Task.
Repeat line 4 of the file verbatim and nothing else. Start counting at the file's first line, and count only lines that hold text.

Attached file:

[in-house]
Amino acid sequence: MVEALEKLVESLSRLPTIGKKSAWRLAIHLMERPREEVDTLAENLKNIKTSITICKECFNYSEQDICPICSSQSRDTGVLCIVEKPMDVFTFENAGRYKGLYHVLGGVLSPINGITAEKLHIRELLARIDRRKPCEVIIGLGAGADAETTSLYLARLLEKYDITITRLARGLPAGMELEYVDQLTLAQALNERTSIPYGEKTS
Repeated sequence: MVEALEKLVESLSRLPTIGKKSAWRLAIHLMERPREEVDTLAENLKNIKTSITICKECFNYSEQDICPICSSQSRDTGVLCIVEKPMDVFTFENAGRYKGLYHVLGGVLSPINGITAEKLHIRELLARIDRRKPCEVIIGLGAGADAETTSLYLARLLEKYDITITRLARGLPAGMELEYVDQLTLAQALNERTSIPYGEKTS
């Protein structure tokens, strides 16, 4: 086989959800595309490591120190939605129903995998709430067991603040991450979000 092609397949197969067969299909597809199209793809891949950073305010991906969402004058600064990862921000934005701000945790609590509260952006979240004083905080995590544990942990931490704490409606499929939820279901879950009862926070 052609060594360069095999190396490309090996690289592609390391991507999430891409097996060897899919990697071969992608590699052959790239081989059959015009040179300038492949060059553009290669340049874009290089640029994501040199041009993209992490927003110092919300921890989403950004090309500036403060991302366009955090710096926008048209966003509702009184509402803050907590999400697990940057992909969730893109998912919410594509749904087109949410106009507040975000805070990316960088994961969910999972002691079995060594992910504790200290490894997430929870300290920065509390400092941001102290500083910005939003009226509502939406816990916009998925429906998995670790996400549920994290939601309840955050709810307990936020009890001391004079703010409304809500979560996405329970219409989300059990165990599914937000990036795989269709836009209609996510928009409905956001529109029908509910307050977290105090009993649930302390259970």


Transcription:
């Protein structure tokens, strides 16, 4: 086989959800595309490591120190939605129903995998709430067991603040991450979000 092609397949197969067969299909597809199209793809891949950073305010991906969402004058600064990862921000934005701000945790609590509260952006979240004083905080995590544990942990931490704490409606499929939820279901879950009862926070 052609060594360069095999190396490309090996690289592609390391991507999430891409097996060897899919990697071969992608590699052959790239081989059959015009040179300038492949060059553009290669340049874009290089640029994501040199041009993209992490927003110092919300921890989403950004090309500036403060991302366009955090710096926008048209966003509702009184509402803050907590999400697990940057992909969730893109998912919410594509749904087109949410106009507040975000805070990316960088994961969910999972002691079995060594992910504790200290490894997430929870300290920065509390400092941001102290500083910005939003009226509502939406816990916009998925429906998995670790996400549920994290939601309840955050709810307990936020009890001391004079703010409304809500979560996405329970219409989300059990165990599914937000990036795989269709836009209609996510928009409905956001529109029908509910307050977290105090009993649930302390259970």